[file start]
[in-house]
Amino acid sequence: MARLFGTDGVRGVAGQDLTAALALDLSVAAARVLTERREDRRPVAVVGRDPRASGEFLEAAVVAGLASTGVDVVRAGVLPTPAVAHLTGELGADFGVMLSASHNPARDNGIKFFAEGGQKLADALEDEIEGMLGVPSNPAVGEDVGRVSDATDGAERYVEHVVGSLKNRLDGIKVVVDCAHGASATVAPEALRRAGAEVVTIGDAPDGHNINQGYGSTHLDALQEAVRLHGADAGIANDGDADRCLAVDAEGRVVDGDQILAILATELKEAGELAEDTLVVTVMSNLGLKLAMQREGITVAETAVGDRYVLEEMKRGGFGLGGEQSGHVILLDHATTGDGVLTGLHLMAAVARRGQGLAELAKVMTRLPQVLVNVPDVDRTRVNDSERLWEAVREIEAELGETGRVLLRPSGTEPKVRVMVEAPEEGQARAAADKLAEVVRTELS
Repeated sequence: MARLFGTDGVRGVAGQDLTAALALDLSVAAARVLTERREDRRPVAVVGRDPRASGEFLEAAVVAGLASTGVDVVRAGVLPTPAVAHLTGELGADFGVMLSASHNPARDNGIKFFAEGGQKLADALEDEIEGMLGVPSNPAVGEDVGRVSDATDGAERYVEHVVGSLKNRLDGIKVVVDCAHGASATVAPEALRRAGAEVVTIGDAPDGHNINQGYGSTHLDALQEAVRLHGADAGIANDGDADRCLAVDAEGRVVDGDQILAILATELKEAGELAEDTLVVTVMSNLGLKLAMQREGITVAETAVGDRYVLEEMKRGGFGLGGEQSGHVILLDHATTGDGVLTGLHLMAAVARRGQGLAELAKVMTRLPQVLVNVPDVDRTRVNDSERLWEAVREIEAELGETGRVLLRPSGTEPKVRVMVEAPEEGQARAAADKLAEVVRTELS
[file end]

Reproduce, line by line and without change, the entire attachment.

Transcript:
[in-house]
Amino acid sequence: MARLFGTDGVRGVAGQDLTAALALDLSVAAARVLTERREDRRPVAVVGRDPRASGEFLEAAVVAGLASTGVDVVRAGVLPTPAVAHLTGELGADFGVMLSASHNPARDNGIKFFAEGGQKLADALEDEIEGMLGVPSNPAVGEDVGRVSDATDGAERYVEHVVGSLKNRLDGIKVVVDCAHGASATVAPEALRRAGAEVVTIGDAPDGHNINQGYGSTHLDALQEAVRLHGADAGIANDGDADRCLAVDAEGRVVDGDQILAILATELKEAGELAEDTLVVTVMSNLGLKLAMQREGITVAETAVGDRYVLEEMKRGGFGLGGEQSGHVILLDHATTGDGVLTGLHLMAAVARRGQGLAELAKVMTRLPQVLVNVPDVDRTRVNDSERLWEAVREIEAELGETGRVLLRPSGTEPKVRVMVEAPEEGQARAAADKLAEVVRTELS
Repeated sequence: MARLFGTDGVRGVAGQDLTAALALDLSVAAARVLTERREDRRPVAVVGRDPRASGEFLEAAVVAGLASTGVDVVRAGVLPTPAVAHLTGELGADFGVMLSASHNPARDNGIKFFAEGGQKLADALEDEIEGMLGVPSNPAVGEDVGRVSDATDGAERYVEHVVGSLKNRLDGIKVVVDCAHGASATVAPEALRRAGAEVVTIGDAPDGHNINQGYGSTHLDALQEAVRLHGADAGIANDGDADRCLAVDAEGRVVDGDQILAILATELKEAGELAEDTLVVTVMSNLGLKLAMQREGITVAETAVGDRYVLEEMKRGGFGLGGEQSGHVILLDHATTGDGVLTGLHLMAAVARRGQGLAELAKVMTRLPQVLVNVPDVDRTRVNDSERLWEAVREIEAELGETGRVLLRPSGTEPKVRVMVEAPEEGQARAAADKLAEVVRTELS